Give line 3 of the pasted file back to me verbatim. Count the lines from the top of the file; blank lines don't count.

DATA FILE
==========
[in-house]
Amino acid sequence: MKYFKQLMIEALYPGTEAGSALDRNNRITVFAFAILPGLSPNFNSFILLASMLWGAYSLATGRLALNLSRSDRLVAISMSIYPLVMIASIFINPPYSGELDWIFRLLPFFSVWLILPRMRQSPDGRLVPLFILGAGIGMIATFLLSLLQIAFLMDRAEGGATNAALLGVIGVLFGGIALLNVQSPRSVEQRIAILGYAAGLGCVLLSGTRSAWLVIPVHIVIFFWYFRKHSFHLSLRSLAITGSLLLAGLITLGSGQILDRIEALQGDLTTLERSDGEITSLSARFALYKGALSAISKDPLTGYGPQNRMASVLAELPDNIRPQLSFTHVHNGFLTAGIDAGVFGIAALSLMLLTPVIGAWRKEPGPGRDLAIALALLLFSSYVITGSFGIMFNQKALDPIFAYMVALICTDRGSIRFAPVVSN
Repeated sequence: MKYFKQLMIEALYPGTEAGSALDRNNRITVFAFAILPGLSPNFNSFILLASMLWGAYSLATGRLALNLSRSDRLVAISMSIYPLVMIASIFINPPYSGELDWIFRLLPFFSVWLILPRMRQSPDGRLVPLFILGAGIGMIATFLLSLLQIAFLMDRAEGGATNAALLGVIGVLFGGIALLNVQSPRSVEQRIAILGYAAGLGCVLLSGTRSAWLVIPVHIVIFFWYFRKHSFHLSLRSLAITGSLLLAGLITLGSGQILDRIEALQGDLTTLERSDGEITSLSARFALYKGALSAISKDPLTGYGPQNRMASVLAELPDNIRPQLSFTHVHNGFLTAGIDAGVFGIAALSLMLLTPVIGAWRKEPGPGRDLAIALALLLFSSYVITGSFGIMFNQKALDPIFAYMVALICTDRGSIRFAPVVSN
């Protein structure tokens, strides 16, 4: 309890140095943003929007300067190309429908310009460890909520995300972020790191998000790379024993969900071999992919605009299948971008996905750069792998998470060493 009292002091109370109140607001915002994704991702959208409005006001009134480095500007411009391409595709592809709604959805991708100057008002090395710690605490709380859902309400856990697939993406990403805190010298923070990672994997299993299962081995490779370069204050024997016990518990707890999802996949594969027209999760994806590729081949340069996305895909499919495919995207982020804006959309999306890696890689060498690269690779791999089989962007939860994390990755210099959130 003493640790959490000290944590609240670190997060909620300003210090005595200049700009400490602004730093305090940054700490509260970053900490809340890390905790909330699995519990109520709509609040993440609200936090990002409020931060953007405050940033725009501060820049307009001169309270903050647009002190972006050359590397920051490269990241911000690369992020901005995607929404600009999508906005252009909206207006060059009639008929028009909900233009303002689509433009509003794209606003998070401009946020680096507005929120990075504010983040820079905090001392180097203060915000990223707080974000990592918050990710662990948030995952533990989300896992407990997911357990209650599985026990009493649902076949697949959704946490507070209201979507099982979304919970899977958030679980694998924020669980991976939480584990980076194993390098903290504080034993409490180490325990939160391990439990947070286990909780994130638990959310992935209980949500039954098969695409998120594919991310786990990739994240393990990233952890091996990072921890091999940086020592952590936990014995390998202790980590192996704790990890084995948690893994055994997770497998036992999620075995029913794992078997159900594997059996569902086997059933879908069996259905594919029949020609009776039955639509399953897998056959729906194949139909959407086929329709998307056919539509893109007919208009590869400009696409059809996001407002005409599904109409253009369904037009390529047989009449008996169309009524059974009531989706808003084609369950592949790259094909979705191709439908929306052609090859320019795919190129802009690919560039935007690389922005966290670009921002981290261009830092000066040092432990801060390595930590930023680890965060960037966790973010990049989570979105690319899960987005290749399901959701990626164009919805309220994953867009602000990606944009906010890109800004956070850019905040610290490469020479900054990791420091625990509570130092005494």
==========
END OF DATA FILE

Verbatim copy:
Repeated sequence: MKYFKQLMIEALYPGTEAGSALDRNNRITVFAFAILPGLSPNFNSFILLASMLWGAYSLATGRLALNLSRSDRLVAISMSIYPLVMIASIFINPPYSGELDWIFRLLPFFSVWLILPRMRQSPDGRLVPLFILGAGIGMIATFLLSLLQIAFLMDRAEGGATNAALLGVIGVLFGGIALLNVQSPRSVEQRIAILGYAAGLGCVLLSGTRSAWLVIPVHIVIFFWYFRKHSFHLSLRSLAITGSLLLAGLITLGSGQILDRIEALQGDLTTLERSDGEITSLSARFALYKGALSAISKDPLTGYGPQNRMASVLAELPDNIRPQLSFTHVHNGFLTAGIDAGVFGIAALSLMLLTPVIGAWRKEPGPGRDLAIALALLLFSSYVITGSFGIMFNQKALDPIFAYMVALICTDRGSIRFAPVVSN